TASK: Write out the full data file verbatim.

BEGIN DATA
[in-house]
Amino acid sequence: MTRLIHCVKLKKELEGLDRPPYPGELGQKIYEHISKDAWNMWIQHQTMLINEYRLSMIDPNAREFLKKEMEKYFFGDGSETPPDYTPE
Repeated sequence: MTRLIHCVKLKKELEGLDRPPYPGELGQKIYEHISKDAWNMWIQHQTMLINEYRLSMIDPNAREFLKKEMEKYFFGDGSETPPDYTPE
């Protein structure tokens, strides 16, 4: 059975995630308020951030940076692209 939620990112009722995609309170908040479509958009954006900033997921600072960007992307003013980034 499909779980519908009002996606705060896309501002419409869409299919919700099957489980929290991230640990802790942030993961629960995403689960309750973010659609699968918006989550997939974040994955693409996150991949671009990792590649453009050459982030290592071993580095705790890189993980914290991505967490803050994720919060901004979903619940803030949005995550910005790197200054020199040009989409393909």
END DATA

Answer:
[in-house]
Amino acid sequence: MTRLIHCVKLKKELEGLDRPPYPGELGQKIYEHISKDAWNMWIQHQTMLINEYRLSMIDPNAREFLKKEMEKYFFGDGSETPPDYTPE
Repeated sequence: MTRLIHCVKLKKELEGLDRPPYPGELGQKIYEHISKDAWNMWIQHQTMLINEYRLSMIDPNAREFLKKEMEKYFFGDGSETPPDYTPE
């Protein structure tokens, strides 16, 4: 059975995630308020951030940076692209 939620990112009722995609309170908040479509958009954006900033997921600072960007992307003013980034 499909779980519908009002996606705060896309501002419409869409299919919700099957489980929290991230640990802790942030993961629960995403689960309750973010659609699968918006989550997939974040994955693409996150991949671009990792590649453009050459982030290592071993580095705790890189993980914290991505967490803050994720919060901004979903619940803030949005995550910005790197200054020199040009989409393909």